It is impermissible to kill the patient for fear that his (or her) disease may transfer through contagious infection, even if he is terminally sick (such as one suffering from AIDS). It is not permissible to kill him to prevent the spread of the disease, for there are many other means to do so, such as quarantine. On the contrary, the patient must be protected as a human being and be provided with the required food and medicine till his or her life comes to its natural end.

The Prophet (Sallallaaahu ‘alayki wassalam) is reported to have said,“Allah created no disease but created something to cure it.”(Reported by Al-Bukhari and Muslim)

In another hadith narrated in Tirmidhi:

“O Allah’s Servants! Seek treatment, for Allah does not create a disease but creates a treatment for it.”


The hadith in Muwatta Imaam Ahmad: “Allah created no disease but created something to cure it. Some may know it and some may not.” So these Prophetic hadiths give us hope of discovering cures for what we term today as ‘incurable’ diseases.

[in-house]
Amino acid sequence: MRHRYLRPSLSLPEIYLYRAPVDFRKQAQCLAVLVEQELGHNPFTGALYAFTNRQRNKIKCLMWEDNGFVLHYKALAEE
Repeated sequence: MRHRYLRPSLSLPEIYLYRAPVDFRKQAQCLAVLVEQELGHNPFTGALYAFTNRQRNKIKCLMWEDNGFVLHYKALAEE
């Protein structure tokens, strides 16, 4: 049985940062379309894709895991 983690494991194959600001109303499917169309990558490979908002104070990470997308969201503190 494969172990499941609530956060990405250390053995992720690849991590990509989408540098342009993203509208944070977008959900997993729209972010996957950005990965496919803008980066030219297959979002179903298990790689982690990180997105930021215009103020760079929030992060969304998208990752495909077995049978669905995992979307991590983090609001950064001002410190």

Indeed, we have witnessed the discovery of cures for what people considered at one time incurable diseases. Therefore, it is impermissible to kill the carrier of the disease because it is incurable, nor on the pretext of protecting the healthy people from it.


  1. Passive euthanasia

This is achieved by refusing to treat the patient or interrupting the treatment necessary for his survival, including the removal of the apparatus of artificial breathing from the patient in the resuscitating room when it is confirmed that his (or her) brain is dead and there is no hope of restoring his consciousness.


As for facilitating death by withdrawing artificial resuscitating apparatus from the patient who is clinically regarded as “dead” or “practically dead” because of the damage to the brainstem or brain, with which human beings live and feel; if the action of the physician is merely stopping the treatment instruments, it will be no more than giving up the treatment, in which case his action is legal and permissible, bearing in mind that these instruments can preserve the apparent life of the patient – represented by breathing.


And Allah Ta’ala Knows Best

Wassalaamu `alaykum

Ml. Mohammad Ashhad bin Said

Correspondence Iftaa Student, Mauritius

Checked and Approved by:

Mufti Ebrahim Desai